AAO-HNSF Humanitarian Travel Grant Report: Community Empowerment, Dominican Republic
In March a group of Loyola University physicians, including myself, and nurses traveled to the Dominican Republic (DR) with the goal of providing much-needed ENT care.
Sara Yang, MD
In March a group of Loyola University physicians, including myself, and nurses traveled to the Dominican Republic (DR) with the goal of providing much-needed ENT care. We spent a week in San Juan de la Maguana, located in the western portion of the country, approximately 40 miles from the border separating Haiti and the DR. San Juan is a community without access to ENT care. Patients traveled long distances to be seen. From the moment we arrived, we immediately started triaging patients to determine who required surgery later in the week.
The subsequent days were long as we operated on and evaluated many patients in clinic. Despite the busy days, we were motivated to see each person who made the trip to see us. Many had never had the opportunity to see an ENT physician before. There was a lot of gratitude from our patients, and we felt honored to be able to share our skills and knowledge.
There was also an opportunity for teaching and mentorship. I presented a lecture in Spanish on different ENT emergencies to the residents training at Hospital Dr. Alejandro Cabral. Medical students from Santo Domingo volunteered their time to provide Spanish translation in the clinic and operating room settings. Anesthesia was covered by Dominican anesthesia residents who worked closely with us to set a rhythm and flow to our operating days.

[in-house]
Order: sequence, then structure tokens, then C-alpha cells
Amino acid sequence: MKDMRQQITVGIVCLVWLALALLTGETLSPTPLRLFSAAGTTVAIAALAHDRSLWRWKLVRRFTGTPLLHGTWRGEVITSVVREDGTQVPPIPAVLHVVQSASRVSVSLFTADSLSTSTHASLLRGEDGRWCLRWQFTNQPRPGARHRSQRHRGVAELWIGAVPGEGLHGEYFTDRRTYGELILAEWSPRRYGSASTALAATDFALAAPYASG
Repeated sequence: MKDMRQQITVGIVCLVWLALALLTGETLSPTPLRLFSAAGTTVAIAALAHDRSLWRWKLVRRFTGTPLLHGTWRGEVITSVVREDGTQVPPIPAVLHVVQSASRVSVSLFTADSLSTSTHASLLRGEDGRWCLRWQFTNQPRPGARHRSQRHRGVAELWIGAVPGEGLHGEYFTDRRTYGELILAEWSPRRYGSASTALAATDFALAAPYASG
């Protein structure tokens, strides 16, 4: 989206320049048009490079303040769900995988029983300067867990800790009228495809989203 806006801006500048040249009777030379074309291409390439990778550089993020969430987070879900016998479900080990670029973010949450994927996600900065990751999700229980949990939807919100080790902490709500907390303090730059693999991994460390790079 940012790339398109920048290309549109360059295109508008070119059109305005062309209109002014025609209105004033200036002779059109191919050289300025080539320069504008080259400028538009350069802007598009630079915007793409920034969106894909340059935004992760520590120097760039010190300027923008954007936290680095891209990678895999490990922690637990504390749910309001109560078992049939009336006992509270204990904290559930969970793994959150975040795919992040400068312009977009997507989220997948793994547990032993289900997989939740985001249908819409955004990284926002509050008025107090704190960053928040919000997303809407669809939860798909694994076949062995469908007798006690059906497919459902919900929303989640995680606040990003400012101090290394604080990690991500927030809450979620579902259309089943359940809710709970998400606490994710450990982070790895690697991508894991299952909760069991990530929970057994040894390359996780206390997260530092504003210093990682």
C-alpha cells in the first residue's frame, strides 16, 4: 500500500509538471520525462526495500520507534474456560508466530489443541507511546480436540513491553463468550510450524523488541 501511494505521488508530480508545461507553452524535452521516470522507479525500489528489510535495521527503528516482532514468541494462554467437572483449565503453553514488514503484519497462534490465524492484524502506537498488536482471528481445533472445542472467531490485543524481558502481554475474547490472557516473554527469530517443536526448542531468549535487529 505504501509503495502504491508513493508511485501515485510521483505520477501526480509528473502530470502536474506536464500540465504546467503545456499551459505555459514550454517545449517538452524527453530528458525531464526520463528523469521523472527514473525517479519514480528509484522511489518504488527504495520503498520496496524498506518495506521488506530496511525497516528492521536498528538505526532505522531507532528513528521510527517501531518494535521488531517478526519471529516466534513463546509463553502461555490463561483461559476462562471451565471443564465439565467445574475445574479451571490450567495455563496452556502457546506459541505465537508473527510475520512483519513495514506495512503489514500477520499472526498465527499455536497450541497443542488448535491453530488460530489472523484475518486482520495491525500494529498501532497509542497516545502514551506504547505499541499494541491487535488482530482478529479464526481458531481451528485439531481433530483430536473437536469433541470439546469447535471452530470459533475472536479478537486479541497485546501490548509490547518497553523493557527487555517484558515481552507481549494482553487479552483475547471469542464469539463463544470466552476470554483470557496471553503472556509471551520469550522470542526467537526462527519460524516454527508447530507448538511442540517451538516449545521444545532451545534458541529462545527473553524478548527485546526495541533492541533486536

By the end of the week, we had evaluated 100 patients in the clinics and operated on 63 patients with a variety of pathologies, including recurrent tonsillitis, thyroid goiters, submandibular pleomorphic adenoma, and parotid tumor.
The ability to have a smooth and efficient outreach trip would not have been made possible without the assistance of Community Empowerment, a Chicago-based organization founded by Stephanie C. Crane, MD, with the focus of providing essential healthcare to underserved communities while working in tandem with local leadership for sustainability. Through Community Empowerment, we were introduced to a community of dedicated Dominicans who volunteered their own time to serve their community. Community Empowerment ensured appropriate follow-up for the patients we treated and continues to set the foundations for future trips by working closely with local surgeons, anesthesiologists, and medical students.
This was my first surgical outreach trip made possible by the AAO-HNSF Humanitarian Travel Grant. I am grateful for the opportunity, especially to go with physicians and nurses I worked closely with during residency. I am proud of the care that we delivered, and I know the experience was life-changing for both the patients and all of us providing care. This trip has definitely inspired me to incorporate humanitarian outreach work in my future career.